Planning Your Future
With this debt, I thee wed: Time to discuss money, honey
When Dave B. graduated from law school, he and his wife-to-be had more than their love in common. "We both had a tremendous amount of student loan debt," he says. The upside? “It means we've always talked about money."
That's a big advantage, says Susan Zimmerman, a financial consultant and licensed marriage and family therapist with Mindful Asset Planning in Apple Valley, Minn., who notes that not getting on the same page financially is a very frequent source of strife for couples. Indeed, conflicts over finances rank first among sources of marital discord that could lead to divorce, according to a 2012 Kansas State University study published in the journal Family Relations.
So what do you do if you're in love and planning to marry—and one or both of you has significant debt? “When people plan to get married, they communicate about what flowers they want for the wedding and what color the bridesmaids' dresses are going to be," says Josh Palmer, CFP®, head of the wealth advisory team for Chase Wealth Management. What they too often neglect, Palmer says, is a frank talk about their financial future together.
Zimmerman explains that when you marry, the two of you become one unit for most legal and financial purposes, and that makes it crucial for you to reach an understanding about finances. "Communication about money is the very first thing to get right," she says. "Problems don't come from talking about it in the wrong way—they come from not talking about it at all."
According to the 2017 Slate Credit Outlook Survey, 73% of married Americans know their spouse's exact credit score, and 34% said that it was important to talk about credit health when a relationship starts getting serious.
When to start the conversation
Palmer admits that money is probably not something to bring up on a first date. But the sooner you broach financial issues, the better. “You need to get this subject out in the open, so you can make plans to alleviate whatever problems may come up," he says.
Adds Zimmerman, “The first thing is to say, 'I think it's important to talk about each other's financial situation.' Then instead of just launching into it, say 'Let's have a date that we both choose ahead of time so we can prepare our own numbers.'" Having a set date can give both people time to assess their finances. She also recommends giving your partner a warning, if you feel that it is warranted. Saying “I have some debt that I want to talk to you about" can help set the stage.
What to put on the agenda
Dave found that being open about absolutely everything—including credit card debt that you've probably been meaning to clean up—can help the two of you avoid unpleasant surprises down the road. Zimmerman, who encourages writing down a list of what you'll share, says that an absolute requirement is using respectful language. She also suggests:
• Compiling a list of “OO" (owned and owed).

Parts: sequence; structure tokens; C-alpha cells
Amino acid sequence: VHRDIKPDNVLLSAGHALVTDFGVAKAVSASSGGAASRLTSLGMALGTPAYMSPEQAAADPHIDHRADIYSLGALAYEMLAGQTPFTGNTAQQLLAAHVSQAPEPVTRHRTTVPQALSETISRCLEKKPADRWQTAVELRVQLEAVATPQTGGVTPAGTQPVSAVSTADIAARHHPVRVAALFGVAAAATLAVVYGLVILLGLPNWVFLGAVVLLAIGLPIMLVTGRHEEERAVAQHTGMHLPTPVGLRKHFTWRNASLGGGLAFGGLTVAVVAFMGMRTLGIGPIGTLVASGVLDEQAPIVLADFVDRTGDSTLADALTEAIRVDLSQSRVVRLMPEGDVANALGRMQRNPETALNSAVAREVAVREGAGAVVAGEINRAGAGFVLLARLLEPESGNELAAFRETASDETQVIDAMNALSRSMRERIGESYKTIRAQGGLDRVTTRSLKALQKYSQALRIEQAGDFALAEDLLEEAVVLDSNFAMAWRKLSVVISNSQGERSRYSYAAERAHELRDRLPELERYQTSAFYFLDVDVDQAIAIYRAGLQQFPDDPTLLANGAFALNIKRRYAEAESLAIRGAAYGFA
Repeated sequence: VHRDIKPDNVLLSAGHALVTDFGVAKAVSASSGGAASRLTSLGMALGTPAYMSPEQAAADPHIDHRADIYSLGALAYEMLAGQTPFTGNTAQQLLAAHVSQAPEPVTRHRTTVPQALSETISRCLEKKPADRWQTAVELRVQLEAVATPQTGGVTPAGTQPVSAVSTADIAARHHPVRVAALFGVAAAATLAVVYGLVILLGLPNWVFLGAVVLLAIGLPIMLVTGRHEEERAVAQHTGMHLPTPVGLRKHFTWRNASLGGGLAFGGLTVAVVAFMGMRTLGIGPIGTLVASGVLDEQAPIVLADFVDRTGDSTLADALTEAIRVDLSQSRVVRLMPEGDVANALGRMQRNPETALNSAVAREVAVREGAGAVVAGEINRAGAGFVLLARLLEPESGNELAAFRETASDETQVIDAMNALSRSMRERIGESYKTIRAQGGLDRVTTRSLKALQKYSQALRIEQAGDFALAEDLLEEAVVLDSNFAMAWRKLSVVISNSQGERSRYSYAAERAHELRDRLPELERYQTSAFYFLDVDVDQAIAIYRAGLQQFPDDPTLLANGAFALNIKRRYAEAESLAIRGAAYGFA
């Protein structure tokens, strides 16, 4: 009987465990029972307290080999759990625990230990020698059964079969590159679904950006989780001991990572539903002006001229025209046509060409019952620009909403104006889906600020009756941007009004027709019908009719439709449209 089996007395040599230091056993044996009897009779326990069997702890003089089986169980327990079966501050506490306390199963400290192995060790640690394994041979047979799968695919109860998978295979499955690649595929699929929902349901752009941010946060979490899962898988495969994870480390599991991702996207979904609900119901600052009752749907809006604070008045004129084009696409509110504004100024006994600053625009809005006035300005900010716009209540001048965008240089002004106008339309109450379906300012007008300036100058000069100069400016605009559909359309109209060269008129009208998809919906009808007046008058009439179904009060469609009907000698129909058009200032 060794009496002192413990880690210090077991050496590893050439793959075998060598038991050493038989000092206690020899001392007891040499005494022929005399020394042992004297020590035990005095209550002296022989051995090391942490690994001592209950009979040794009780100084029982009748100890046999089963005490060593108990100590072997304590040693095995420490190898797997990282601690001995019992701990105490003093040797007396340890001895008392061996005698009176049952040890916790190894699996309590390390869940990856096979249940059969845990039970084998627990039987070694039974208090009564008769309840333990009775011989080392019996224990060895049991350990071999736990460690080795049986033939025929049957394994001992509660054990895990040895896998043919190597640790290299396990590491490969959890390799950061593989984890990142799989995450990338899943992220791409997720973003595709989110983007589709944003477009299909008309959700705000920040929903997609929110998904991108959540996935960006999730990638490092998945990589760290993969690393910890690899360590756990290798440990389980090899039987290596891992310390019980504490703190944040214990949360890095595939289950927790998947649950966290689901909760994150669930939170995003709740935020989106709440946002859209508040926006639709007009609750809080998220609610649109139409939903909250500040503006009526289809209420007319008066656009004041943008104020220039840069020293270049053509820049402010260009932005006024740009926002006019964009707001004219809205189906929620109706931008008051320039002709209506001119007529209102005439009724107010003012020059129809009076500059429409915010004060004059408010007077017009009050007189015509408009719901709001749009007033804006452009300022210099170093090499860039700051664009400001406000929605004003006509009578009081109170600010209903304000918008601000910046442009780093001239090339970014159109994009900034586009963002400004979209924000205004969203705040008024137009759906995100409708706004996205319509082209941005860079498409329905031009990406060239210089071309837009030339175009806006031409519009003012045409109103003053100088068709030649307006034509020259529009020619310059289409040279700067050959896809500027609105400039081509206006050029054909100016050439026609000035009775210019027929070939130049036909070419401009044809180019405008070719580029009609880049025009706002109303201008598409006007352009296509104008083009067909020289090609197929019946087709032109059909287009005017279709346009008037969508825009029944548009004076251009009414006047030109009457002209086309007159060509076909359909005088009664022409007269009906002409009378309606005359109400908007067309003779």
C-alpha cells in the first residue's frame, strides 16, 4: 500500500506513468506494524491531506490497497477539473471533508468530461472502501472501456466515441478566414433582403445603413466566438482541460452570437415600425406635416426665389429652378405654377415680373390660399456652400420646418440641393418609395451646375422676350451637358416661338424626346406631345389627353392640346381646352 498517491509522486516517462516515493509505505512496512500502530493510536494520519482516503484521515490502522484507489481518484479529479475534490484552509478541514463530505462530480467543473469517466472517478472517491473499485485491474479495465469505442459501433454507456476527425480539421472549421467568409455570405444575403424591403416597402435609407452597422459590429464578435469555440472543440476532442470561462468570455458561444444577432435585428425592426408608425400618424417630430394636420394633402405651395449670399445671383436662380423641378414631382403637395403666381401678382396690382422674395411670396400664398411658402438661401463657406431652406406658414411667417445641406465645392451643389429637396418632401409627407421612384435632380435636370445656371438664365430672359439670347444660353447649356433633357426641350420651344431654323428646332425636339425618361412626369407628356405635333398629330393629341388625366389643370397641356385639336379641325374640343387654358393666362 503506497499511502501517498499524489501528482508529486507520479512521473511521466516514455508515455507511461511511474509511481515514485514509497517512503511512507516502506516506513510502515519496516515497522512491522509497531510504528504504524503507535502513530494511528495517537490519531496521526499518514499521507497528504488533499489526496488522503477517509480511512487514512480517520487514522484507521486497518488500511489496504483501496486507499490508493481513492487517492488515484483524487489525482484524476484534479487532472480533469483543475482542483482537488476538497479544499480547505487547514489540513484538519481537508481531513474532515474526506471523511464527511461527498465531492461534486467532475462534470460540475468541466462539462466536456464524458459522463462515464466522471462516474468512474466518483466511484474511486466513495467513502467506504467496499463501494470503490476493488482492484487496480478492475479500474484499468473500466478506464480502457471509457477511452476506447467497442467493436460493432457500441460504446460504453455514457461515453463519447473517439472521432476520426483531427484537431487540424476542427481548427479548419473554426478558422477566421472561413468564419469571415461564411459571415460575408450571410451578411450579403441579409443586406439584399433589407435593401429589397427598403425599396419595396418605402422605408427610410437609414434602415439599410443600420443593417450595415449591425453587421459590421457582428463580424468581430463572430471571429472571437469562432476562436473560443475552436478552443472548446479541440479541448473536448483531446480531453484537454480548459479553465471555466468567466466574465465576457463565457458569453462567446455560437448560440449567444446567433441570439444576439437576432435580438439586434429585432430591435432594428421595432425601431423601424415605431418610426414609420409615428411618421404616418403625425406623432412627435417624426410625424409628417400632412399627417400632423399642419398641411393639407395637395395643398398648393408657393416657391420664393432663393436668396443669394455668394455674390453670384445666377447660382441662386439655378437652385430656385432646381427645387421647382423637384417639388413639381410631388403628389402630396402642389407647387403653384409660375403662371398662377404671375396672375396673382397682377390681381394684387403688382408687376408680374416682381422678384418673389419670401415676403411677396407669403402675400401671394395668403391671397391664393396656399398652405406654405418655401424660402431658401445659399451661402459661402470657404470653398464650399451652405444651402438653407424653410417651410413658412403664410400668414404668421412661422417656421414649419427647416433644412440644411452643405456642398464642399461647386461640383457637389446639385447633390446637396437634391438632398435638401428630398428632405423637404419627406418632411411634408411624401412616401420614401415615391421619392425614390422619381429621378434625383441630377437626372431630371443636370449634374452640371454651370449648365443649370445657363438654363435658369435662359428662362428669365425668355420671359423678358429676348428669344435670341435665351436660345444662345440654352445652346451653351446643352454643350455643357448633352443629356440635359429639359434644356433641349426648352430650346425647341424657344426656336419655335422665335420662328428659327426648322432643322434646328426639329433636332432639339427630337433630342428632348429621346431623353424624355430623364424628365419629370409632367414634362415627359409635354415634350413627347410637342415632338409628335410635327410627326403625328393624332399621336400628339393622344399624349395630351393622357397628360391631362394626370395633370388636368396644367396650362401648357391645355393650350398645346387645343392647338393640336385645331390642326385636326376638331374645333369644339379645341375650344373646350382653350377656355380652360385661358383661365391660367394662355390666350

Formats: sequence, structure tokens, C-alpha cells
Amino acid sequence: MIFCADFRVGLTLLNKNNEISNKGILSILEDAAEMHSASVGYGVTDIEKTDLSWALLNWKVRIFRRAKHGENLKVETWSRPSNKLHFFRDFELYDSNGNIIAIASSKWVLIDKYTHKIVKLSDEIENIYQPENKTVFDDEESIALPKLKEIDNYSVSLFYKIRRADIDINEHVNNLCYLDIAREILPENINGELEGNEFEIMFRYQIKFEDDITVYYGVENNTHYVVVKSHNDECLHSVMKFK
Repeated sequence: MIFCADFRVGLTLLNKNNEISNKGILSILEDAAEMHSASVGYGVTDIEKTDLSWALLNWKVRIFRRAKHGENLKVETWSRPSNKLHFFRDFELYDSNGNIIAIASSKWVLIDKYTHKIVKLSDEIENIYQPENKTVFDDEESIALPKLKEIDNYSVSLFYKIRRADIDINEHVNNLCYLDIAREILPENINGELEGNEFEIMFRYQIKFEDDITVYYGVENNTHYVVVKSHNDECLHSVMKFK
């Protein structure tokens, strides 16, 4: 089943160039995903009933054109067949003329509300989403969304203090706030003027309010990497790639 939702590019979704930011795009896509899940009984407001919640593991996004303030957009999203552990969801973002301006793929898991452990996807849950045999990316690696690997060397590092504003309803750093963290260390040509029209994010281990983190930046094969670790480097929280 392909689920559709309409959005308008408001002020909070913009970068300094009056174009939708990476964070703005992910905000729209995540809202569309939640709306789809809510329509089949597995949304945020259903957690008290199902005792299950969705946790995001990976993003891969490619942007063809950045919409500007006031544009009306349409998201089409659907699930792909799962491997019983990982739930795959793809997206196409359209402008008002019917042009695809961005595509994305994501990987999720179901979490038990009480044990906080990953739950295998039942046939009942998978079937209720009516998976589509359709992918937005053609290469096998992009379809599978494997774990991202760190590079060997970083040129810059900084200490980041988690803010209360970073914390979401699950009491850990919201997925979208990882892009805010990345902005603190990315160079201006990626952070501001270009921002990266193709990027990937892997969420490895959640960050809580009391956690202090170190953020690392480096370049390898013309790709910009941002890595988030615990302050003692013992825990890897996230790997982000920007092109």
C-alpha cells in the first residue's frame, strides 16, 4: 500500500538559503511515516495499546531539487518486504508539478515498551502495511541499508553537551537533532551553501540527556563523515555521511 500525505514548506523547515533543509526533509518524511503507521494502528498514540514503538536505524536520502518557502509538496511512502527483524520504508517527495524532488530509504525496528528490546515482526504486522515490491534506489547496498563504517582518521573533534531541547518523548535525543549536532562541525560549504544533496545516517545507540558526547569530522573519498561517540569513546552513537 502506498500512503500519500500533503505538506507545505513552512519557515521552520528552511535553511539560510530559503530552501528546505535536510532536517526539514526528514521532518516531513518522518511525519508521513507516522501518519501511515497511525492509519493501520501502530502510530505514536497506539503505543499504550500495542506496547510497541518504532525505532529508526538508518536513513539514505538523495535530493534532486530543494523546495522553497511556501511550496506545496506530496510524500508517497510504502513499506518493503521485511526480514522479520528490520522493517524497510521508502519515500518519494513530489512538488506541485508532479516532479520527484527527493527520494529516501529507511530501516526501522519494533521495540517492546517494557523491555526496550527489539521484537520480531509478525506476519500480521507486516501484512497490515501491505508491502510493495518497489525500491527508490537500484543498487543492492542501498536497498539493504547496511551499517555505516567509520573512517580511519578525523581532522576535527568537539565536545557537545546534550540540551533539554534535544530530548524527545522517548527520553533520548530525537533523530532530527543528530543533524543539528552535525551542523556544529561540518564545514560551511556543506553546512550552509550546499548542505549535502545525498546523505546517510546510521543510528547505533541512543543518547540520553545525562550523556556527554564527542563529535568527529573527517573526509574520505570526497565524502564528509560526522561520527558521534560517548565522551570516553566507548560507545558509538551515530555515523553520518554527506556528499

• Gathering straightforward information about each debt: how much, to whom it's owed, the payment plan and a time horizon for retiring it.
• Your credit scores (If you're looking for tools to build your credit health, visit Chase Slate)
• Focusing on the positive. Palmer says that setting financial goals for your future together can help you bond more strongly.
What not to say
Taking your significant other to task for past mistakes isn't likely to be productive. “There needs to be an understanding that there will be no condemnation of what the other person brings to the table," Palmer says.
Adds Palmer, “As a couple you need to know that talking frankly about your finances will not make or break your engagement—whereas not talking could make or break your marriage later on."
Getting off to a good start
Getting accustomed to your new spouse's money style may take some time. One good way to help that process along is to set an objective that you can work toward together, suggests Palmer. Whether you resolve to reduce a credit card balance by a certain amount or to set aside money for your first vacation as a married couple, “accomplishing your goal together can be very powerful," Palmer says.
He also notes that each of you needs to accept that your way of dealing with money isn't the only way. And don't worry if you find yourself at odds over some details. “It's natural to disagree," says Zimmerman. What matters is how you deal with it—with as much respect as possible. Humor helps, too. Try to laugh about it together, she suggests, and get creative about seeing the lighter side of having to deal with financial matters.
The more you know about each other financially, the better prepared you'll be to move ahead together. When it comes to marriage, Palmer says, “vow to work together as a single entity in reaching your goals." For Dave B. and his wife, that has meant keeping the lines of communication open. “It's a constant conversation," he says. “But we've paid off a big amount of what we owe, and our credit card balances are down to zero. That gives us, as a couple, a real sense of accomplishment."
Marcia Lerner lives in Brooklyn and writes frequently about personal finance.